The latest Mercedes-Benz CLS is very true to the original's design, and that is a great thing. The menacing front end keeps it from looking too soft, which is also good. The design is very distinctive, but one unexpected annoyance caused by the car's appearance is the fact that the rear doors are extremely long, such that you must be very careful opening them lest you bump them into another car. The CLS also inflicted pain because of the hunched-over positioning required to install a pair of child seats. Fortunately, I wasn't uncomfortable with the rear roofline when I sat back there (I'm 5'6").
The front seats are: heated, massaging, and ventilated. Regarding the latter, it seems that if a car has ventilated seats, they blow cold air at you. Most other cooled seats I've experienced do this, but the CLS's ventilated chairs, even on their most extreme setting, were barely noticeable. They helped cool occupants somewhat in 90-degree ambient temperatures, but I expected much better performance.
The engine did exceed my expectations. The new 402-hp, 4.6-liter turbo V-8 emits only a slight turbo whistle, the only obvious indication that it's turbocharged (read: no noticeable turbo lag). Of course, there's also the impressive acceleration. No excuses need be made for this base-engine model's accelerative abilities, which Mercedes says propel it from 0 to 60 mph in 5.2 seconds. This is the kind of all-weather, five-figure, high-style sedan that I could get used to.
Rusty Blackwell, Copy Editor
The second-generation CLS has now been on sale for about a year, and it still looks fresh. It doesn't scream money the way a Rolls-Royce or Bentley might, but it nevertheless has a very rich presence, with a sleek yet understated profile, just the right number of chrome accents on the exterior, and a few up-level cues such as LED lights and a tasteful mesh grille.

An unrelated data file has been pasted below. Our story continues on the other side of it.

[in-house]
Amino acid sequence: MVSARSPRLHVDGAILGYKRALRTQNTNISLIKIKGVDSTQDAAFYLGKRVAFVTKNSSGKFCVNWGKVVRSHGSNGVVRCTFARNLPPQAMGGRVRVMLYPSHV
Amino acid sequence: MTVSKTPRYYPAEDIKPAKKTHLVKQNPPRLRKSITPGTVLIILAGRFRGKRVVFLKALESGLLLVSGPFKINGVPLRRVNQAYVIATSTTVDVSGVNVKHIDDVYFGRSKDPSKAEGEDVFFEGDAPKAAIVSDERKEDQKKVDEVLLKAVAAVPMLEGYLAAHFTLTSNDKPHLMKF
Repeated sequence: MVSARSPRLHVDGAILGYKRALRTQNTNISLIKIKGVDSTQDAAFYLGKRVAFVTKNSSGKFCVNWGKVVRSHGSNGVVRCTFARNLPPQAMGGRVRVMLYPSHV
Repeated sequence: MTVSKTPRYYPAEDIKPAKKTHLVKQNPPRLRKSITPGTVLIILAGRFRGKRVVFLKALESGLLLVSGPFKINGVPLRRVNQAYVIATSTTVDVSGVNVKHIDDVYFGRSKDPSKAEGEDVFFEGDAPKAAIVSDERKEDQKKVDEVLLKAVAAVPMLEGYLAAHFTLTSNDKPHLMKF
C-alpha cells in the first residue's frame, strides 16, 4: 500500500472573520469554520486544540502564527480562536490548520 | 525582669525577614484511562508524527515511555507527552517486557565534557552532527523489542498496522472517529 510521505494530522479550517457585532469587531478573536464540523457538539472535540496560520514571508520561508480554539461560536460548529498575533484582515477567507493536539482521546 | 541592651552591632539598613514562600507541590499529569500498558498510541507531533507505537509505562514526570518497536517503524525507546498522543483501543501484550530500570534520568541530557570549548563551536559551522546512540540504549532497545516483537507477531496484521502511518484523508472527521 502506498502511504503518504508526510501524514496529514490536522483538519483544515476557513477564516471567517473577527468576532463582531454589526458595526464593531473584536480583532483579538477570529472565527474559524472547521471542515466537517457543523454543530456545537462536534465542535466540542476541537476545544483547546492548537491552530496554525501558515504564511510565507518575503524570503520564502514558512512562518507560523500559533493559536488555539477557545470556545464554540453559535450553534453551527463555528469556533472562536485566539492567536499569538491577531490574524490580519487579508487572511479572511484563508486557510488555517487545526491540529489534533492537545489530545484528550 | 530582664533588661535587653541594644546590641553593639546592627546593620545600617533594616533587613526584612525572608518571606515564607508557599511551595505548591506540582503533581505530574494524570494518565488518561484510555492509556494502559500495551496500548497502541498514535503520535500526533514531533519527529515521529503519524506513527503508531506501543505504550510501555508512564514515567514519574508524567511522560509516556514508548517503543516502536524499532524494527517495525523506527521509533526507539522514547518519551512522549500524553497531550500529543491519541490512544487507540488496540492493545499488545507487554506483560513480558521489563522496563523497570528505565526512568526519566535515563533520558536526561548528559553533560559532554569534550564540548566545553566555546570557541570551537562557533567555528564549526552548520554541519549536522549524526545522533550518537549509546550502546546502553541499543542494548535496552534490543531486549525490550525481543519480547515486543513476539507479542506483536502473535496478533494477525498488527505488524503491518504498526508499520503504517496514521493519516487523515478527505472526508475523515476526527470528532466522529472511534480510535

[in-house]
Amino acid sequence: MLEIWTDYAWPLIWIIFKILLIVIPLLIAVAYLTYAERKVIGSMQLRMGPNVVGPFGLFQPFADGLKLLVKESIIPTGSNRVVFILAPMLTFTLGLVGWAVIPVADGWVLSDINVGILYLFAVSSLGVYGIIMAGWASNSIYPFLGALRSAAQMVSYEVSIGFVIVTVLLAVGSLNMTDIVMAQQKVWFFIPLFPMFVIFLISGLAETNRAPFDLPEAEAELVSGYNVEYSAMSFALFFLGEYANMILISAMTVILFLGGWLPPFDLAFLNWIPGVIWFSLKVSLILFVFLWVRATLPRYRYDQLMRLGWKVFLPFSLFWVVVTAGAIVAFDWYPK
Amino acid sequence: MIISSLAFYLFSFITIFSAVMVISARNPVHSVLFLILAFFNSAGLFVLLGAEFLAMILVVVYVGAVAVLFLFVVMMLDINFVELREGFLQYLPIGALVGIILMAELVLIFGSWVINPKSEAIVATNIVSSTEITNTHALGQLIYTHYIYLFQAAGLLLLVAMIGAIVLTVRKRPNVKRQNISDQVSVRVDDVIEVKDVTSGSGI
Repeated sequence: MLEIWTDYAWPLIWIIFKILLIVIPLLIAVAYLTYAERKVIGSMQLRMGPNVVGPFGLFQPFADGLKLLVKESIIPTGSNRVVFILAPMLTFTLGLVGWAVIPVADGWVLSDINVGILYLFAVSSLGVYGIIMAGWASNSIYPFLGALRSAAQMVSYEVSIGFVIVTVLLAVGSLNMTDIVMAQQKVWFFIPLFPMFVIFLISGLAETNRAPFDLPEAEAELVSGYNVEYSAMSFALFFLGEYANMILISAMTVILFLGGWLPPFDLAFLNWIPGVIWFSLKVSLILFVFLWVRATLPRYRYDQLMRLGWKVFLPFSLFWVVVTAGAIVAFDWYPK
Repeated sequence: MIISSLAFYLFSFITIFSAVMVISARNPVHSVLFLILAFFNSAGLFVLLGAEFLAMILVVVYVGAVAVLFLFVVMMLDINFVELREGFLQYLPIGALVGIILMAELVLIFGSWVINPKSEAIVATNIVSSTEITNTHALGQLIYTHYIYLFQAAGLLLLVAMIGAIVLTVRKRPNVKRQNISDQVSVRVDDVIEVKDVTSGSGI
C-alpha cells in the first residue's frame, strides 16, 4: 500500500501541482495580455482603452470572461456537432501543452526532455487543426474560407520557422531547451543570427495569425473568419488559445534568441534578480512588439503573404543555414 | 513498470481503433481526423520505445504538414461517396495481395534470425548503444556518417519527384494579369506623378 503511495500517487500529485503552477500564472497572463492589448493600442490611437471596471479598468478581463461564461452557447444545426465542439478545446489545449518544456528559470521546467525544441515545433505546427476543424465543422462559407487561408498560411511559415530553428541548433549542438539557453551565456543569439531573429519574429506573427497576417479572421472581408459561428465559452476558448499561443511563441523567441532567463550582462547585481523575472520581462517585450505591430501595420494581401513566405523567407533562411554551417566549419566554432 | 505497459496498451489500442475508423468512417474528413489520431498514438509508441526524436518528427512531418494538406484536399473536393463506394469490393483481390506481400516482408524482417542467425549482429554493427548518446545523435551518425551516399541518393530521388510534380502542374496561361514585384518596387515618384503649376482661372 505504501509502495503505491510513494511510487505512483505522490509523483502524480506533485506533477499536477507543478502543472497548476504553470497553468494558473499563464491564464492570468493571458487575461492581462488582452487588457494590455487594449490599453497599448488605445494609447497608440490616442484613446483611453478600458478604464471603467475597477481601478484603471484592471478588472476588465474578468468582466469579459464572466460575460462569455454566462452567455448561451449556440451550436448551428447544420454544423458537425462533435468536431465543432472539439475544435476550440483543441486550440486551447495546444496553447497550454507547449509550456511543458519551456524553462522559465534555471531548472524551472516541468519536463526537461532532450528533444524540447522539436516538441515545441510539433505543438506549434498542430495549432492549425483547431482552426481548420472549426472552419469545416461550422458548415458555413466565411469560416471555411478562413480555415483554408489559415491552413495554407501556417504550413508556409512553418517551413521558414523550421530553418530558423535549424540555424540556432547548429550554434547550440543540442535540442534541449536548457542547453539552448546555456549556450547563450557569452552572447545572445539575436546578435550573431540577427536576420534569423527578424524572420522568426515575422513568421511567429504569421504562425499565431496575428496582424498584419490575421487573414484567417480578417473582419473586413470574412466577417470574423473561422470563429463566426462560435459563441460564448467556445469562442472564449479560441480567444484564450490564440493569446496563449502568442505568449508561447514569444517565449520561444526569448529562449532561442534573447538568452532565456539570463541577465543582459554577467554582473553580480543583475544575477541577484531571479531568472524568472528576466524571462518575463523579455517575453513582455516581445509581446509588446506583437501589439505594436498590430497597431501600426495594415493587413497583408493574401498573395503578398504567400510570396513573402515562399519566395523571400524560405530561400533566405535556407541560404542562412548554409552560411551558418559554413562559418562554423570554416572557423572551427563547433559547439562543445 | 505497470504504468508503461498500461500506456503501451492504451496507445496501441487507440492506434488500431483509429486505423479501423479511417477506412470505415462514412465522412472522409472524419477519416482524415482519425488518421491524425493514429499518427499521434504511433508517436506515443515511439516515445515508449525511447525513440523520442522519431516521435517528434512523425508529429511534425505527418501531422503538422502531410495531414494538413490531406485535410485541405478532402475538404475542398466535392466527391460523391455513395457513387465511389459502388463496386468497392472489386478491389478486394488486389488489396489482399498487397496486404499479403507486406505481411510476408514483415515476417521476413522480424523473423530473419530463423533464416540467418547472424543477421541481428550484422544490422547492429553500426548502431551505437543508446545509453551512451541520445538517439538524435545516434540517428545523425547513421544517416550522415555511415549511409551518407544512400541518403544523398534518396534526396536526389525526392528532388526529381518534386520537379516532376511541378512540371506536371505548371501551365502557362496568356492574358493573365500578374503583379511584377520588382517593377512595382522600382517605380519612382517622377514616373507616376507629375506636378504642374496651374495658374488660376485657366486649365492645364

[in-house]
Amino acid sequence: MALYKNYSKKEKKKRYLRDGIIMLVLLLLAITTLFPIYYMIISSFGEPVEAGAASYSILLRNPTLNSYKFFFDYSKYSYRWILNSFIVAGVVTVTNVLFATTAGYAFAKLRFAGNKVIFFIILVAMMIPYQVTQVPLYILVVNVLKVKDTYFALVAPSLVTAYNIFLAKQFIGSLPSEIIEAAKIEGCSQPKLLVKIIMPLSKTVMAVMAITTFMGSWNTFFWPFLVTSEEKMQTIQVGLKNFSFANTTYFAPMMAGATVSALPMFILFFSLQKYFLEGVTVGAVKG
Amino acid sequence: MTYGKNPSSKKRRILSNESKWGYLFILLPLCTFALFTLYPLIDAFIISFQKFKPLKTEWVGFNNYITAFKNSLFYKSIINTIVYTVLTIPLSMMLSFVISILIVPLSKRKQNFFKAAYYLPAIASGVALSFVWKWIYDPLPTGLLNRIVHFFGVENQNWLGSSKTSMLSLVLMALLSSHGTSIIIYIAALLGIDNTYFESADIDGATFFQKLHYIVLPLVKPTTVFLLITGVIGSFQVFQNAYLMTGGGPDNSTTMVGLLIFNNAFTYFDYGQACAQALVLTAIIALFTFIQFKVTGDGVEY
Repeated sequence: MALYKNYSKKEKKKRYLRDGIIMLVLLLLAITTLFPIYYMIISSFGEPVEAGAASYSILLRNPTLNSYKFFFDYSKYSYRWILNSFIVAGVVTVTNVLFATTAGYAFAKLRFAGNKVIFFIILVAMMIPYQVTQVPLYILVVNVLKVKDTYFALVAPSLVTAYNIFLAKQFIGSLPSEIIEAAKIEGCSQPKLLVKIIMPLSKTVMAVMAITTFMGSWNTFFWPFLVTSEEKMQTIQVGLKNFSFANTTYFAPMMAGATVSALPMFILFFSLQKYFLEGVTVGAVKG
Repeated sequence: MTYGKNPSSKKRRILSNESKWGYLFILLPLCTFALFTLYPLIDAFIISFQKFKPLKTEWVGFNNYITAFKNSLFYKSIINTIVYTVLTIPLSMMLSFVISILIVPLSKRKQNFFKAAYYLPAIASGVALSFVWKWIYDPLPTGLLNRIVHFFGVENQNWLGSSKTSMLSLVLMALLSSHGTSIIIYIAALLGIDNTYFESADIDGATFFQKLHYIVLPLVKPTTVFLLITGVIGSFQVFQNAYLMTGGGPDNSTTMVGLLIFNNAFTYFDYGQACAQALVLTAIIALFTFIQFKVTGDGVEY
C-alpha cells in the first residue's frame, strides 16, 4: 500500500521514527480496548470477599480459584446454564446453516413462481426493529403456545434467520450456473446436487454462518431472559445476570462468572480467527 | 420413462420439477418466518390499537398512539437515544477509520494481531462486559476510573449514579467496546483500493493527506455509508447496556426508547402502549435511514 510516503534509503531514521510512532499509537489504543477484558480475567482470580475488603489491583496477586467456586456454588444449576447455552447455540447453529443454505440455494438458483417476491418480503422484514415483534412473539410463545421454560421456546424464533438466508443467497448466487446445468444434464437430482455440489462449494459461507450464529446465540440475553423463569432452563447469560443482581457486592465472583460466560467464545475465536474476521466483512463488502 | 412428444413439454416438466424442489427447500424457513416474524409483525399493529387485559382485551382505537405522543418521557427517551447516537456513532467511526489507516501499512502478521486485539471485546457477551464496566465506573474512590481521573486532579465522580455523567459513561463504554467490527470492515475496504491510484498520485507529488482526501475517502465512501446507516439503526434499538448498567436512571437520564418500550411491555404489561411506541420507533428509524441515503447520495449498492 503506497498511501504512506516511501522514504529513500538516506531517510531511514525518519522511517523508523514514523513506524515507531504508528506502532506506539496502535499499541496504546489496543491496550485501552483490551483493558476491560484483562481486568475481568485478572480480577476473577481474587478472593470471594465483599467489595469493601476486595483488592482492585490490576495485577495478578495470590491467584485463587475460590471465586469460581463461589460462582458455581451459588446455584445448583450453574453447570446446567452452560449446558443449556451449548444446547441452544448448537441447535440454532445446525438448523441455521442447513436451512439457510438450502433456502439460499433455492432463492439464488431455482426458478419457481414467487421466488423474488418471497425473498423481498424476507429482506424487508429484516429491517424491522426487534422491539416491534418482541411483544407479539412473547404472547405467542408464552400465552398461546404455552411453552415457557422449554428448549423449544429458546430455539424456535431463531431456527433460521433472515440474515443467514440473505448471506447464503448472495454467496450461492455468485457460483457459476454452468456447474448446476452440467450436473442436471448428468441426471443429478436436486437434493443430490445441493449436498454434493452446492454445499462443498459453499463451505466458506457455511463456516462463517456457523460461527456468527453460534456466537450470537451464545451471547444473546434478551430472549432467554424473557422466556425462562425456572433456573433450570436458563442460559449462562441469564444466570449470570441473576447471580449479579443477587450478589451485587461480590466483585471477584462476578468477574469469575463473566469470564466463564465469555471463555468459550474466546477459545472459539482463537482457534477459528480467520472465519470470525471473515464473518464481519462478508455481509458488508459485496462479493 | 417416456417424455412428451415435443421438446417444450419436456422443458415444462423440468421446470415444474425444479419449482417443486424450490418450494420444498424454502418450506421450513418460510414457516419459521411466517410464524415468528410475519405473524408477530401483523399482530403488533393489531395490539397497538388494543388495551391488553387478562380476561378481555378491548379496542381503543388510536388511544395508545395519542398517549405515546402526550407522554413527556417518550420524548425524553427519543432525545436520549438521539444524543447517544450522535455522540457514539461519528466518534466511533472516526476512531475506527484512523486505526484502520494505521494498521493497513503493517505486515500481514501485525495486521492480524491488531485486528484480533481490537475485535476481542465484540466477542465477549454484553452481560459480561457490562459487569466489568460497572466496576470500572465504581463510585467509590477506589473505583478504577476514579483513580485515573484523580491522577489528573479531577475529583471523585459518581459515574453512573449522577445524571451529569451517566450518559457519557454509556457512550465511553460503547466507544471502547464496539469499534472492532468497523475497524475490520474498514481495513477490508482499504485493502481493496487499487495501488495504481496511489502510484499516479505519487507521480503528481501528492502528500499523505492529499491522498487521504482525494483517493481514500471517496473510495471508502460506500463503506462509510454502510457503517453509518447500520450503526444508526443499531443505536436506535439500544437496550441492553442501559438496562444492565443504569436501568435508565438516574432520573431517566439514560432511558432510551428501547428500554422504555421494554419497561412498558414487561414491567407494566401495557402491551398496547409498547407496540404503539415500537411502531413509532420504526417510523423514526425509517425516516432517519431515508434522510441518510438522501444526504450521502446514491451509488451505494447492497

The interior is typical of what you'll find in other Mercedes-Benz models, with familiar switchgear and control layouts. The one ergonomic complaint I have is an old one and is common in other Mercedes as well - the cruise control stalk is located just above and slightly forward of the blinker, and I seem to accidentally engage cruise far too often when all I want to do is signal a lane change.
This particular test car was equipped with Mercedes' 4Matic all-wheel-drive system, which adds a little more than 100 pounds to the CLS. Not that you'd notice, however, as the 4.6-liter twin-turbo V-8's 402 hp is more than enough to overcome that slight weight penalty.
Amy Skogstrom, Managing Editor
I'd hesitate to call any $79,725 four-seat car a bargain, but this Mercedes-Benz CLS550 sure feels like it. A lot of that has to do with the CLS's hip-hop and Hollywood swagger--much like the Cadillac Escalade, it's a vehicle for the rich that seems to appeal to the superrich, as well. And there's a lot of six-figure-level substance, as well. The interior materials, especially the dark wood trim, look like the sort of stuff that normally comes in an option package, but it's standard, as is the 14-speaker Harmon Kardon stereo.
The 4.6-liter twin-turbo V-8 provides enough seat-of-the pants grunt to convince passengers it's an AMG and, just as important, to shame Audi A7 drivers. This grunt, along with a silky-soft yet tied-down ride, contributes to the Big-Boy Mercedes feel that somehow eludes the cheaper E-class and that costs $20,000 more in an equivalent S-class.
David Zenlea, Associate Editor